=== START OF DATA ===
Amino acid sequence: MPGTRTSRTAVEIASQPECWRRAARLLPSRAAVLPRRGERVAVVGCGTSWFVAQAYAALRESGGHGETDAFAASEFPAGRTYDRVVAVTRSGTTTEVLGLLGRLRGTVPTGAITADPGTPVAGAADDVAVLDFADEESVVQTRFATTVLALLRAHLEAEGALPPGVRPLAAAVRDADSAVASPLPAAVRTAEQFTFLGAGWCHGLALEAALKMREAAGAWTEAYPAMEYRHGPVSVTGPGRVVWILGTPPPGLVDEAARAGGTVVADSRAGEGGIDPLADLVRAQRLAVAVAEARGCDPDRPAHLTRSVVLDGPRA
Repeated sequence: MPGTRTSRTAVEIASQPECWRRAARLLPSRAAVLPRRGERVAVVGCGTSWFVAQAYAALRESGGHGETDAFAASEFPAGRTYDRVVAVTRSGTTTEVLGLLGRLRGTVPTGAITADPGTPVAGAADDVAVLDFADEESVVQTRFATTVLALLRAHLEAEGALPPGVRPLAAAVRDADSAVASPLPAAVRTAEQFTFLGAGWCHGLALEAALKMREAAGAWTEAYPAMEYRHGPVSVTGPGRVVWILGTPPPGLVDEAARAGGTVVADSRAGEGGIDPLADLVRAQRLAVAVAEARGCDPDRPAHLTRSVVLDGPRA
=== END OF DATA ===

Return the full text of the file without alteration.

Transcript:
Amino acid sequence: MPGTRTSRTAVEIASQPECWRRAARLLPSRAAVLPRRGERVAVVGCGTSWFVAQAYAALRESGGHGETDAFAASEFPAGRTYDRVVAVTRSGTTTEVLGLLGRLRGTVPTGAITADPGTPVAGAADDVAVLDFADEESVVQTRFATTVLALLRAHLEAEGALPPGVRPLAAAVRDADSAVASPLPAAVRTAEQFTFLGAGWCHGLALEAALKMREAAGAWTEAYPAMEYRHGPVSVTGPGRVVWILGTPPPGLVDEAARAGGTVVADSRAGEGGIDPLADLVRAQRLAVAVAEARGCDPDRPAHLTRSVVLDGPRA
Repeated sequence: MPGTRTSRTAVEIASQPECWRRAARLLPSRAAVLPRRGERVAVVGCGTSWFVAQAYAALRESGGHGETDAFAASEFPAGRTYDRVVAVTRSGTTTEVLGLLGRLRGTVPTGAITADPGTPVAGAADDVAVLDFADEESVVQTRFATTVLALLRAHLEAEGALPPGVRPLAAAVRDADSAVASPLPAAVRTAEQFTFLGAGWCHGLALEAALKMREAAGAWTEAYPAMEYRHGPVSVTGPGRVVWILGTPPPGLVDEAARAGGTVVADSRAGEGGIDPLADLVRAQRLAVAVAEARGCDPDRPAHLTRSVVLDGPRA